making hummus in India

24th November 2009


Now I know I promised some delicious Indian dishes when I was in India, but during my stay, I enjoyed someone else making them, rather than me cooking them.  My friend, Mary had organised a wonderful Indian lady with a huge smile to cook lunches for us.   We were quite a big group of  6 hungry adults and 4 hungry, but very appreciative children.  Each day there was a new dish, more delicious than the next.  Every day there was a Dahl soup, rice, and two types of vegetable palya (a dry vegetable dish).  She also made us chapatis and rice rottis with each meal.  The chapatis went really well with the hummus.

When packing for India, I packed a very big jar of tahini for the purpose of experimenting with a hummus recipe that was given to me by a few very important experts in this field (thank-you Noa and Tal).  Also, it is one way that I know the children will get a good dose of protein while we are in Mysore, in the South of India.  There are a few secrets to this recipe, one being the addition of bicarbonate of soda for softer chickpeas, a good quality tahini, whole cumin seeds lightly toasted then freshly ground to a powder to enhance the aromatic flavour and, the addition of the ice water to create an aerated, creamy hummus.

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Makes about 2½ cups


1¼ cup dried chickpeas

¼ tsp bicarbonate of soda

½ tsp cumin seeds

½ cup good quality tahini

salt to taste

juice from½ lemon, approximately 2 Tablespoons, plus more if needed

½ cup ice water

¼ tsp hot paprika

to prepare the chickpeas :

Soak the chickpeas overnight with double their volume in water.  The next day, drain and rinse.

Place the drained chickpeas with the bicarbonate of soda and water, generously cover.  Bring to a boil, skimming off any foam that comes to the surface.  Simmer until the chickpeas are soft, about 1 – 2 hours depending on the type and freshness of your chickpeas.  You will need to add more water as they simmer.  Once done the chickpeas should be quite soft but not mushy.  Drain and set aside.

to prepare the hummus :

Dry roast the cumin seeds in a small pan, when lightly toasted turn off the heat and grind to a powder with a mortar and pestle.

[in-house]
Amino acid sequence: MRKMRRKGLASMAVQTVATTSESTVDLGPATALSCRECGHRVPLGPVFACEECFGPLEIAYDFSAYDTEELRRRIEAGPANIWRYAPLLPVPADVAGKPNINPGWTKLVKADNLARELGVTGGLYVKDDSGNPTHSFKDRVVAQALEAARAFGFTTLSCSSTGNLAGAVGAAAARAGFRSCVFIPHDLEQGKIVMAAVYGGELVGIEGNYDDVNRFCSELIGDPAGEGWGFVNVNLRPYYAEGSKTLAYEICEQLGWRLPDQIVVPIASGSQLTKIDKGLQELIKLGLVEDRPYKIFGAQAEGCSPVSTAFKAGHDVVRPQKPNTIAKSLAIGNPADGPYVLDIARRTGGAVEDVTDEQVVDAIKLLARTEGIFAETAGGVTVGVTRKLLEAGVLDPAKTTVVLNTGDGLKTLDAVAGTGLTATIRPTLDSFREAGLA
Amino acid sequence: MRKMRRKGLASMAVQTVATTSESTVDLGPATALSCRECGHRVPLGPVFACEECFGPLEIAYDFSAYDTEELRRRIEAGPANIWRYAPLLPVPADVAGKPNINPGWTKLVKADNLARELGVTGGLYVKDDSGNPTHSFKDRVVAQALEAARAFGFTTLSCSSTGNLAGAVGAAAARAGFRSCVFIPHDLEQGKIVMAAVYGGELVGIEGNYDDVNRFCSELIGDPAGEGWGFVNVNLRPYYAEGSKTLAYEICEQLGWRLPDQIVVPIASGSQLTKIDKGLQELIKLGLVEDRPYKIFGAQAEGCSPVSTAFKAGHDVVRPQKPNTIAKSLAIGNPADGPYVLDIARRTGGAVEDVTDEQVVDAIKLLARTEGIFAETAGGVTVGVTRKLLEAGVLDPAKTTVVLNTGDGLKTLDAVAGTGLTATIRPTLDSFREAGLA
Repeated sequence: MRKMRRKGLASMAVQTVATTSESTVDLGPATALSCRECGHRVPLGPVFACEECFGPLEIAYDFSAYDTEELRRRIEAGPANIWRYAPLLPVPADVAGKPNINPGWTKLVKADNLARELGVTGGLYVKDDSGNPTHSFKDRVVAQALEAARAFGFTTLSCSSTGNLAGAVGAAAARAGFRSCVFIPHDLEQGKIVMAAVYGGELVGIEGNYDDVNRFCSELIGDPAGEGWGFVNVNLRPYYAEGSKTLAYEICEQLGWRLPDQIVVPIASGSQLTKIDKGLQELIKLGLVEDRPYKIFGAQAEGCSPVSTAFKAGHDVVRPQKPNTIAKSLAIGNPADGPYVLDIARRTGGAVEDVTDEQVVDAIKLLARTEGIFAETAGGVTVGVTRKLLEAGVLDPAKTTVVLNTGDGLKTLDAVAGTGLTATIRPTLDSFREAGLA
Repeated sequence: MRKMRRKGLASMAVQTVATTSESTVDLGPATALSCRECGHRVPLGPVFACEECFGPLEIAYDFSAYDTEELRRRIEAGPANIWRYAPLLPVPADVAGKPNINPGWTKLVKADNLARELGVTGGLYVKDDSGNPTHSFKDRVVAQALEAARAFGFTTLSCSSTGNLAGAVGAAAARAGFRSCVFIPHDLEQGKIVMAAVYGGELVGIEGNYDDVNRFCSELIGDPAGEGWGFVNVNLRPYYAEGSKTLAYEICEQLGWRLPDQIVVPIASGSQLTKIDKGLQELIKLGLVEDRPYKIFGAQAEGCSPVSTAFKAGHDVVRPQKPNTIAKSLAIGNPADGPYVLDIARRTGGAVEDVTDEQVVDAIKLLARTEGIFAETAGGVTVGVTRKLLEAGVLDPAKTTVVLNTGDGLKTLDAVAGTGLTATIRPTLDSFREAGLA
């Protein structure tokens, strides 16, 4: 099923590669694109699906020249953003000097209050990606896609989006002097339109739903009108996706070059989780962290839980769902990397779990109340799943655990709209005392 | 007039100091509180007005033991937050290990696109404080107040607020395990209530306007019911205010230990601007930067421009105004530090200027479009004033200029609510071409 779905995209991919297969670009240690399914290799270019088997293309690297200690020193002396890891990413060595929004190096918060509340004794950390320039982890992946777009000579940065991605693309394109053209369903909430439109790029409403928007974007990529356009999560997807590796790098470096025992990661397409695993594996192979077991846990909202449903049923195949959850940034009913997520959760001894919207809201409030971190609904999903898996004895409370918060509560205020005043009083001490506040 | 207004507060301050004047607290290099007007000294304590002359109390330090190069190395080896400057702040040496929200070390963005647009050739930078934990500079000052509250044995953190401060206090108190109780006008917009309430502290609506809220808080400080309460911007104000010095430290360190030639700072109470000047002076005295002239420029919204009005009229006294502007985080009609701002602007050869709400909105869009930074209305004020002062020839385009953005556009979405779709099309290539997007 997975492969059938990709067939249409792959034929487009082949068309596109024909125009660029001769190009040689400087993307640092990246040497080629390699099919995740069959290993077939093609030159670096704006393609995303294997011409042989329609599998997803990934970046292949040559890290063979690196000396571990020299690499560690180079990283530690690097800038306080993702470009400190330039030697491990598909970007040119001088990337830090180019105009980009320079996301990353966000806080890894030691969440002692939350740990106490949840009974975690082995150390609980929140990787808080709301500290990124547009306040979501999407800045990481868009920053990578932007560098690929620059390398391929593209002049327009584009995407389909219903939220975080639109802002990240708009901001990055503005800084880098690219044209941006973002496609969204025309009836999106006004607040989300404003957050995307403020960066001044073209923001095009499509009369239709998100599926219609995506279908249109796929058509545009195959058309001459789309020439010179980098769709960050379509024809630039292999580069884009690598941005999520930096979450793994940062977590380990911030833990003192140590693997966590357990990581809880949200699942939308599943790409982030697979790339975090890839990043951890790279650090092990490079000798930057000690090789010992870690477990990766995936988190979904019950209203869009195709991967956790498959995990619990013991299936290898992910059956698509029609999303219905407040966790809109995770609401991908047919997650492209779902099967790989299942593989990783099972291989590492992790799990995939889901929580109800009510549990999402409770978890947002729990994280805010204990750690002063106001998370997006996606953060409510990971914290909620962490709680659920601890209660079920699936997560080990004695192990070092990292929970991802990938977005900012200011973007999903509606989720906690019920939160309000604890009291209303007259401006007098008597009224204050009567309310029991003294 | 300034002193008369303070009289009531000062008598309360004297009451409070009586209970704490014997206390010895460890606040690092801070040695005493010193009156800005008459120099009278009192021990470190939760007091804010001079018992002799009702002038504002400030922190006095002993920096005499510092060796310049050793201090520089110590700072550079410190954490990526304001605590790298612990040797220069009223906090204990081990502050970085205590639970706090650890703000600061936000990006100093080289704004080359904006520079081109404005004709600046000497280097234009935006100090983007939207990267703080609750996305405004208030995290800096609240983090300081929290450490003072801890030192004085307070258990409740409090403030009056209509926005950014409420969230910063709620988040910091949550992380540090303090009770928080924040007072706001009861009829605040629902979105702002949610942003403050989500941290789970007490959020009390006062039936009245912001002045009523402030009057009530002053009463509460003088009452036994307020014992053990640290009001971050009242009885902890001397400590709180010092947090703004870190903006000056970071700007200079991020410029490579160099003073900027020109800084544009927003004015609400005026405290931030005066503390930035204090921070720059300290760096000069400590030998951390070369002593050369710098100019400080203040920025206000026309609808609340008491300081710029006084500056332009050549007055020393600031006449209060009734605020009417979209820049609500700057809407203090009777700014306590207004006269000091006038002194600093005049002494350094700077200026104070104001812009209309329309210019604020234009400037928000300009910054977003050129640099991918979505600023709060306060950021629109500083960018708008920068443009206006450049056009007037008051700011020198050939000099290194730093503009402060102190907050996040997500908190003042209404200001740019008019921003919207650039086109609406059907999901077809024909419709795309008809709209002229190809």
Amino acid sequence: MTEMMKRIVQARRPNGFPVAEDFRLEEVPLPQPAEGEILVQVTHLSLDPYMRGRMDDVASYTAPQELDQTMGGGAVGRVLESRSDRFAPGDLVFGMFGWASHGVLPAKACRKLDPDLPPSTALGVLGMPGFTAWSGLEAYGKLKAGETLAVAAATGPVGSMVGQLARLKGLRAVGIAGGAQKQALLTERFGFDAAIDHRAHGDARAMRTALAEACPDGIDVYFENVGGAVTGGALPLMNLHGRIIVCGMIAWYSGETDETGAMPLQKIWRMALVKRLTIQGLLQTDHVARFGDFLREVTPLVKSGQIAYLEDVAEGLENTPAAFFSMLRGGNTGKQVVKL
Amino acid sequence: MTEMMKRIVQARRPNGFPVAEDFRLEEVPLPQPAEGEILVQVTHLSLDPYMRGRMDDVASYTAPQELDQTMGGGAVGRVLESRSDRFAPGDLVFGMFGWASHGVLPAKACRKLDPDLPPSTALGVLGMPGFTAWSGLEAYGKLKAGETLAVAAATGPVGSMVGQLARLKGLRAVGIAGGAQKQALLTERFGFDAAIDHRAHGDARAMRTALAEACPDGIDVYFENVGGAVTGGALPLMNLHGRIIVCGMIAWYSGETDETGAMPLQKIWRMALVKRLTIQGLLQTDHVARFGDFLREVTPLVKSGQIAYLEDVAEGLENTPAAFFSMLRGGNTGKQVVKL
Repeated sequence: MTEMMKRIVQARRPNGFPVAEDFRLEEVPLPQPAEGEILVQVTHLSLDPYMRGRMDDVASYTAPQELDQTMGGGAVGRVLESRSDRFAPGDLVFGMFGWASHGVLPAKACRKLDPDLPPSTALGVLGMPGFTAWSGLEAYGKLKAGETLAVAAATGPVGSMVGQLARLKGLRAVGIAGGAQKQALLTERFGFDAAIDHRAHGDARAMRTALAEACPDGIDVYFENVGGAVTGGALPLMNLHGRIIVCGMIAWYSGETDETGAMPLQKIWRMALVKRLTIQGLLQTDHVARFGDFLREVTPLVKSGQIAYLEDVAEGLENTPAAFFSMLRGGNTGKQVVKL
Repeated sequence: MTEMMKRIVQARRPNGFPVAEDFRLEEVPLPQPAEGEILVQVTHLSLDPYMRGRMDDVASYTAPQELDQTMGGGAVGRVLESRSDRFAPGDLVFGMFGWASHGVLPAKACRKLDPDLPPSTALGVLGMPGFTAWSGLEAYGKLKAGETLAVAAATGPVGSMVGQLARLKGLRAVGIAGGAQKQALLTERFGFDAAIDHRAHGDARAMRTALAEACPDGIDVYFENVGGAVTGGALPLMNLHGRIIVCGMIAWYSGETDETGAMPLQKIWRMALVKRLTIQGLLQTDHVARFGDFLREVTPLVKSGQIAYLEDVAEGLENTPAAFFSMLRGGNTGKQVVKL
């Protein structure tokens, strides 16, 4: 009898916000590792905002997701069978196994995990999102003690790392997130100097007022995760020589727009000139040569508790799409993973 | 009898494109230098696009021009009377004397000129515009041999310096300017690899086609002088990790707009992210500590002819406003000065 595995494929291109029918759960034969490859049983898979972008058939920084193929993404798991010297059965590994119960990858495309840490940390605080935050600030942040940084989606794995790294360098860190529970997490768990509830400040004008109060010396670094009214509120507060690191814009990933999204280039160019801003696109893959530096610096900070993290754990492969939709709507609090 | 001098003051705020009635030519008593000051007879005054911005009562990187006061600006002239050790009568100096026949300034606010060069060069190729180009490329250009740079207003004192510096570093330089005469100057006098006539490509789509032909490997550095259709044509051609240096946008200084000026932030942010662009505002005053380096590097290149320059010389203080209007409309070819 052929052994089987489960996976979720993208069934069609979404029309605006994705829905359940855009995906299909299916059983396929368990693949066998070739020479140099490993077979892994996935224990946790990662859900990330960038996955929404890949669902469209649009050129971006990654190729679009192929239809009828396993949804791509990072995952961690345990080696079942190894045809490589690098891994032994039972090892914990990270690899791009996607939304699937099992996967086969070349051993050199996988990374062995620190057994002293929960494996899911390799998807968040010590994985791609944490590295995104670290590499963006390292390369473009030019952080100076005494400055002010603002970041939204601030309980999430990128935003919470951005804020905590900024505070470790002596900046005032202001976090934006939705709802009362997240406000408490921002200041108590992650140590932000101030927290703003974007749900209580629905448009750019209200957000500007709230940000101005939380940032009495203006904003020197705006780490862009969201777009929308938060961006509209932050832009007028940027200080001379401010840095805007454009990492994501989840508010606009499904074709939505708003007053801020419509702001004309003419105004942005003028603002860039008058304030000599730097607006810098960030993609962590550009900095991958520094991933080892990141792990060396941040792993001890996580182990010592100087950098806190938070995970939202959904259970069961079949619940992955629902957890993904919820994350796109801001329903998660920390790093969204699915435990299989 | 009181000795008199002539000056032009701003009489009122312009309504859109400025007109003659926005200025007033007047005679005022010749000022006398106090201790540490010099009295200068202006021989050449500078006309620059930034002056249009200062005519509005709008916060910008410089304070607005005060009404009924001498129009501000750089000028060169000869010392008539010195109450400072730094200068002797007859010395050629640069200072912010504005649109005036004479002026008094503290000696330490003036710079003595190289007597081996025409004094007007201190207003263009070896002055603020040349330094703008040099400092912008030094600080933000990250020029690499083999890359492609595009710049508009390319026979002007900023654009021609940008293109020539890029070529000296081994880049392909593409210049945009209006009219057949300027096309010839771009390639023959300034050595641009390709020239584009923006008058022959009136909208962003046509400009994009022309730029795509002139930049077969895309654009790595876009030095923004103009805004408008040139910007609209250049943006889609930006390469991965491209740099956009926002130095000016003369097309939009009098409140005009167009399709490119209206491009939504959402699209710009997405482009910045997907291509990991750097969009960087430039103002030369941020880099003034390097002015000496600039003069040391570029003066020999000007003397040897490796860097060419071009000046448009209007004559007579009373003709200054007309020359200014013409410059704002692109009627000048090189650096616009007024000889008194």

Transfer the chickpeas (you should have 2 cups/350g cooked chickpeas) to a food processor, run the machine, stopping and scraping down the sides occasionally, until the beans are crumbly. Pour in the tahini, ground cumin, lemon juice, salt, and blend again until well combined.  With the machine still running, start drizzling in the ice water, so that the hummus starts to become fluffy and aerated.  Depending on the beans you may not use all the water, or you may need more.  Allow to sit for 5 minutes, taste and adjust to your own personal taste by adding more tahini, lemon or salt.

To serve, spread the hummus in a shallow bowl, drizzle with olive oil, more lemon juice and a sprinkling of hot paprika.  You could also garnish with toasted black sesame seeds or an assortment of sprouts.  Serve with freshly made chapati or pita bread.

Lately, I have been sautéing on a very high heat – red bell peppers, or tiny cauliflower florets or eggplant cubes until slightly charred, making a well in the centre of the hummus with the back of a spoon and filling it with the vegetables of choice.


Shared goodness from Stacey

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  • hutfitproject

    Just made the hummous. I did add a little bit more of the cumin seed (there is no mention of when you add the cumin)and a bit of garlic. It is very yummy and so much better than the bought variety. mmmmmmmm

    • goodnessis

      Thanks, just amended the cumin addition in the ‘Method’. The cooked red lentil is much lighter and more delicious than the chickpea version.

  • hutfitproject

    Further comment – what would you suggest is a good olive oil in Australia? It is very hard to know and I have tasted a great one that my sister had in Brisbane but she got it from friends in Melbourne who had it imported.
    Can’t wait to make the lentil hummous.

  • Kristin

    Beautiful. I am inspired and amazed by the beauty in such clear wise food. May every table be graced with a dish from the offerings you have.
    ps this is my first ever foray into blog-land, and it feels so appropriate that I am getting my feet (mouth)wet here…

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